Across the globe, healthcare systems are strained under rising patient demand, an aging population with increasingly complex conditions and an exhausted workforce. Health leaders recognize the need to be innovative with their approaches to emergency care, with a focus on managing hospital capacity and empowering clinicians to deliver care to more patients in a way that does not compromise on safety or quality.
To this end, the Centers for Medicare and Medicaid Services (CMS) have developed the ET3 model. Currently in trials across the US, the CMS are testing if the model can improve patient satisfaction while simultaneously decreasing overall Medicare spending by paying EMS agencies to provide on-scene triage and treatment, or transport patients to different destinations.
It marks a wider movement of providers increasingly looking for new methods of connecting EMTs virtually with their Emergency Departments, enabling them to Triage and Treat at the scene, and supporting them to make decisions regarding the patient’s care and level of need for transportation to hospital.
This article covers:
- What the ET3 model is
- How the model works in practice
- The model’s benefits and challenges
What is the ET3 model?
The ET3 model is a new payment plan, which will see the CMS pay participating ambulance suppliers and providers to:
- Transport the patient to a hospital Emergency Department (ED) or other destination covered by the regulations
- Transport the patient to an alternative care facility (such as a community mental health center (CMHC), a primary care office or an urgent care clinic)
- Provide Treatment-in-Place (TIP), either by the qualified health care partner at the scene or supported by a remote specialist via telehealth.
In this way, the model will provide ambulance care teams with more options for attending to the needs of Medicare Fee-for-service (FFS) beneficiaries, enabling them to be more flexible in their approach to emergency care.
Although voluntary, it is anticipated that most services will choose to adopt the model, given the potential it has to improve the quality of care whilst simultaneously lowering costs by reducing avoidable transport to ED and unnecessary hospitalizations following these transports.
What are the model’s goals?
CMS define the ET3 model’s aims as reducing expenditure and preserving or enhancing quality of care by:
- Providing person-centered care such that beneficiaries receive the appropriate level of care, delivered safely at the right time and location. As such, beneficiaries will gain greater control over their care through the availability of more options
- Encouraging appropriate utilization of services to meet healthcare needs effectively
- Increasing efficiency in the EMS system to more readily respond to and focus on high-acuity cases, such as heart attacks and strokes.
How does the model work in practice?
Following a 911 emergency call, a health care professional will discuss the individual’s health concern and make a decision regarding the initiation of the ambulance service. If initiated, on arrival to the scene ambulance suppliers and providers participating in the model can triage Medicare FFS beneficiaries to one of ET3’s interventions.
These interventions are to either transport the patient to an alternative care facility or provide TIP.
What are the benefits of the ET3 model?
The ET3 model ensures patients receive the most appropriate emergency care at the right time and place, thereby improving the quality of care they receive whilst lowering costs to providers.
At every level of the healthcare ecosystem, patients, clinicians and providers are set to benefit from the model’s more coordinated approach to care resulting in:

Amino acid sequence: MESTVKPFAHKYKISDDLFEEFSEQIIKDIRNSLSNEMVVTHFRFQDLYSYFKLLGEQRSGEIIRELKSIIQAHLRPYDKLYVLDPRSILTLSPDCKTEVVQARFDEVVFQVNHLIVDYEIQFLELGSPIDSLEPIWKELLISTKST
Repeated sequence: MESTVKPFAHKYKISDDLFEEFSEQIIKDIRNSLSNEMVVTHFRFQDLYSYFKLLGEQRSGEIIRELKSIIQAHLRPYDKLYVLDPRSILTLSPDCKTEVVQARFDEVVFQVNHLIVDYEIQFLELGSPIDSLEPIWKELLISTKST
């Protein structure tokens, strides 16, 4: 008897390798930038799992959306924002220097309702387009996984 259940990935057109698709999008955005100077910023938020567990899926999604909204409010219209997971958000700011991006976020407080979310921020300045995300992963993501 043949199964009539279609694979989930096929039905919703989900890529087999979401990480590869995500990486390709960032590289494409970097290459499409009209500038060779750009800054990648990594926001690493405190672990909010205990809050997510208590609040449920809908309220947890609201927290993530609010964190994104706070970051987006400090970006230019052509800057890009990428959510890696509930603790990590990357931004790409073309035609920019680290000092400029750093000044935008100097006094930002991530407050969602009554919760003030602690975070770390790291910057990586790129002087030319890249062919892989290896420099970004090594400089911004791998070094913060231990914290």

- Better access to high-quality, patient-centered care where and when it is required
- More flexibility for EMS teams
- Reduction in unnecessary transport to hospital
- Lessened burden on hospitals and their bed capacity
- Increased efficiency in use of healthcare resources
- Increased ability to care for more patients in a timely manner
- Empowered patients to make informed decisions on the care they want to receive
- Potential cost savings to the patient without the need to sacrifice quality of care
- Better cost for EMS agencies and healthcare providers being a chargeable event
What are the challenges and barriers to participation?
A considerable challenge for promoting ET3 model adoption is the risk of disincentivizing participation for health systems that are focused on patient volume. However, alternative payment options will continue to become more prevalent, meaning hospitals will receive additional incentives to reduce and eliminate unnecessary returns to hospital.
Visionable’s ‘See & treat’ capabilities mean anyone can share live video streams and medical data, facilitating accurate remote triage and thereby safely reducing the number of avoidable ambulance conveyances to emergency departments. By diagnosing and treating patients earlier in the care pathway, patients are only taken to hospital if that is the right place for them – saving time, money, and resources.
The main operational challenge associated with participation in the TIP option relates to rural emergency services and the connectivity issues that may present difficulties in facilitating the voice/video with a QHP. To ensure Visionable’s capability is available no matter where the emergency is located, it is underpinned by Excelerate’s technology which uses a combination of cellular, satellite, and wireless technology to overcome traditional boundaries and limitations and enable the flexibility needed for all remote environments.
Ensure your organization is ET3-ready
Visionable has the healthcare expertise and technology to help your organization become ET3-ready. Our solution connects EMTs with remote ER physicians for on-scene triage, enhanced situational awareness and increased efficiency to deliver the best possible patient-centered care.